Candidates hoping to succeed Congressman Doyle disagree on crime, energy and environment

PITTSBURGH (KDKA) – Five Democrats are in the race to replace Congressman Mike Doyle, who is retiring after 28 years in Congress.

As political editor Jon Delano reports, it’s a rare opportunity for this region to get new representation in Washington.

The new 12th Congressional District includes the city of Pittsburgh, part of the South Hills, the Mon Valley and eastern suburbs into Westmoreland County.

The candidates include attorney activist Steve Irwin of Squirrel Hill, Pennsylvania Rep. Summer Lee of Swissvale and Pitt law professor Jerry Dickinson of Swissvale. Also running are law firm administrator Jeff Woodard of Oakland and businessman William Parker of Northside.

KDKA’s Jon Delano asked each about how they would combat crime, especially among the young.

“Congress has to have the guts and courage to pass background checks,” says Irwin. “The answer has to be a holistic one. It’s got to be one that makes sure we have school programs and afterschool programs, summer programs for kids.”

“We need our police. We need to support our police. We need to train our police,” says Irwin.

“Community violence – that’s a poverty issue,” says Lee. “If we’re going to be serious as a party about tackling that, as a country, then we really have to talk about the root causes of that sort of crime, and it is poverty.”

“If we want to solve crime and we want to be serious about it, then we have to create opportunity,” she says.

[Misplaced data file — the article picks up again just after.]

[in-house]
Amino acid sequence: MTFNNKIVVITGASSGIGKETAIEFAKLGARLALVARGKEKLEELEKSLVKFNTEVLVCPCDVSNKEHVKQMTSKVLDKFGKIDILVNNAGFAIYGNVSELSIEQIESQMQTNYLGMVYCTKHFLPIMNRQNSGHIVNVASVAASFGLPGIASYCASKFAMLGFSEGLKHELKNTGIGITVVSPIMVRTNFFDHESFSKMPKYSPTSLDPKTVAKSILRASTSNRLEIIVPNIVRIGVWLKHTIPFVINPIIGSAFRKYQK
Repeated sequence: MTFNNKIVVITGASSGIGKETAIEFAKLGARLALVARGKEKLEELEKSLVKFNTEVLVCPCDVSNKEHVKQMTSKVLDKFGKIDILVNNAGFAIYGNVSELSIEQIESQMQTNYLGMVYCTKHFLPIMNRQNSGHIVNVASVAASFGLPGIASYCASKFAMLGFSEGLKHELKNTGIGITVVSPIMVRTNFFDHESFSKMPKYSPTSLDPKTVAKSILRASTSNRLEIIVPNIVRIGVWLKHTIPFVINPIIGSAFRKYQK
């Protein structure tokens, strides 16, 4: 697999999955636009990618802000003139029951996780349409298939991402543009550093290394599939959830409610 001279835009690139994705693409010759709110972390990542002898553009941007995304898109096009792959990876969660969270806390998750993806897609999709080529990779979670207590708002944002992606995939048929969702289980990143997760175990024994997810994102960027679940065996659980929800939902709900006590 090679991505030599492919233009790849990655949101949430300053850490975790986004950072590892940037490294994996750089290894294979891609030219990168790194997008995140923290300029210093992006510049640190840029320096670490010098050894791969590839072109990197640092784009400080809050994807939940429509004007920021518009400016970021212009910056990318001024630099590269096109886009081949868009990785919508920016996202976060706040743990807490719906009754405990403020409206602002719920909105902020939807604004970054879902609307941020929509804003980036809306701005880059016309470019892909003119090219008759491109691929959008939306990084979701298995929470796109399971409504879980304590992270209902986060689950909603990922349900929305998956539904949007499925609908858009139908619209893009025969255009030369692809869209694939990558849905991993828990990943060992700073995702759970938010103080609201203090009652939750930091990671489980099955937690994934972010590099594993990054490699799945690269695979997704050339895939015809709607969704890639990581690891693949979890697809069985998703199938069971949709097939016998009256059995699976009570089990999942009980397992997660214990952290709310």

“We need universal background checks,” says Dickinson. “We need red flag laws at the federal level that temporarily takes away a firearm from someone who poses an imminent threat.”

“When you have plenty of jobs for young people but also for anyone it helps to keep them out of trouble,” he adds.

“I would bring in federal funding to the local governments that they may be able to hire more police officers and put them out on the streets,” says Woodard.

“We need to see more individuals, especially people of color, owning businesses here,” says Parker.

Another big issue – maintaining jobs in natural gas development while improving the environment.

“We can have both. I’m not saying compromise our environmental laws. We need to enforce them and we need to give these industries the tools they need to retool so they can comply. But we want to have those businesses reinvest here in western Pennsylvania, “says Irwin.

“We’ve got to save jobs, and we’ve got to save the environment. I believe we can do both,” he adds.

“I believe that fracking is dangerous,” says Lee. I believe that we must come up with, really we must transition to renewable resources. ”

“In my home region of the Mon Valley, we have almost the worst air pollution in the entire nation,” she says.

“I am a pragmatic progressive and a consensus builder, so I like to think of this as balancing the two, says Dickinson. And that’s the only way we can move forward with these types of issues.”

“The jobs here, and the oil and gas that we have can supply all the other states around us,” says Woodard. “Yes, I believe that we can have a balancing act and do both.”

“I think we can do away with some of these fossil fuels and just balance it out equally,” Parker notes.

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